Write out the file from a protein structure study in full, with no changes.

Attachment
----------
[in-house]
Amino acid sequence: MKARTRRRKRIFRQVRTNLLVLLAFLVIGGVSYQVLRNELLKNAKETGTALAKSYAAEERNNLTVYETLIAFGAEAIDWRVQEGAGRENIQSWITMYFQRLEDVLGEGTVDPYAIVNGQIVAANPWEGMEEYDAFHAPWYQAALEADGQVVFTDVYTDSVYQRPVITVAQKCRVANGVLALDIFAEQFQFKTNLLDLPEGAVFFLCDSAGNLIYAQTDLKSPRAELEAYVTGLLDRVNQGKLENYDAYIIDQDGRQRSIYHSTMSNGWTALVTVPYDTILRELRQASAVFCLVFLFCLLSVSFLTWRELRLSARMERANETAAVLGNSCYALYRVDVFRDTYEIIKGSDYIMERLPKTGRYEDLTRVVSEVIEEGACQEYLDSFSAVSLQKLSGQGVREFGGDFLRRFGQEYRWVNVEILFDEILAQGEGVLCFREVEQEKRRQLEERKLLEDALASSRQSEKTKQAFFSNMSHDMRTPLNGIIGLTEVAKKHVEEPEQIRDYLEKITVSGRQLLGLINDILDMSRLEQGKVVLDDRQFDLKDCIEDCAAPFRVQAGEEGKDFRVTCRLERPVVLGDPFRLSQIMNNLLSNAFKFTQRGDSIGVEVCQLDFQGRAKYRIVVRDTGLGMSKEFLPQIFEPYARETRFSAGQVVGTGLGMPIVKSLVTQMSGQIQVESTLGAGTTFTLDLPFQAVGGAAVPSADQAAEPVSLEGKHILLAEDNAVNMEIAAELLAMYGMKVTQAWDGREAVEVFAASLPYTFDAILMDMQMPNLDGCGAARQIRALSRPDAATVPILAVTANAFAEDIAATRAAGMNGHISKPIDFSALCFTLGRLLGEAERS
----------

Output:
[in-house]
Amino acid sequence: MKARTRRRKRIFRQVRTNLLVLLAFLVIGGVSYQVLRNELLKNAKETGTALAKSYAAEERNNLTVYETLIAFGAEAIDWRVQEGAGRENIQSWITMYFQRLEDVLGEGTVDPYAIVNGQIVAANPWEGMEEYDAFHAPWYQAALEADGQVVFTDVYTDSVYQRPVITVAQKCRVANGVLALDIFAEQFQFKTNLLDLPEGAVFFLCDSAGNLIYAQTDLKSPRAELEAYVTGLLDRVNQGKLENYDAYIIDQDGRQRSIYHSTMSNGWTALVTVPYDTILRELRQASAVFCLVFLFCLLSVSFLTWRELRLSARMERANETAAVLGNSCYALYRVDVFRDTYEIIKGSDYIMERLPKTGRYEDLTRVVSEVIEEGACQEYLDSFSAVSLQKLSGQGVREFGGDFLRRFGQEYRWVNVEILFDEILAQGEGVLCFREVEQEKRRQLEERKLLEDALASSRQSEKTKQAFFSNMSHDMRTPLNGIIGLTEVAKKHVEEPEQIRDYLEKITVSGRQLLGLINDILDMSRLEQGKVVLDDRQFDLKDCIEDCAAPFRVQAGEEGKDFRVTCRLERPVVLGDPFRLSQIMNNLLSNAFKFTQRGDSIGVEVCQLDFQGRAKYRIVVRDTGLGMSKEFLPQIFEPYARETRFSAGQVVGTGLGMPIVKSLVTQMSGQIQVESTLGAGTTFTLDLPFQAVGGAAVPSADQAAEPVSLEGKHILLAEDNAVNMEIAAELLAMYGMKVTQAWDGREAVEVFAASLPYTFDAILMDMQMPNLDGCGAARQIRALSRPDAATVPILAVTANAFAEDIAATRAAGMNGHISKPIDFSALCFTLGRLLGEAERS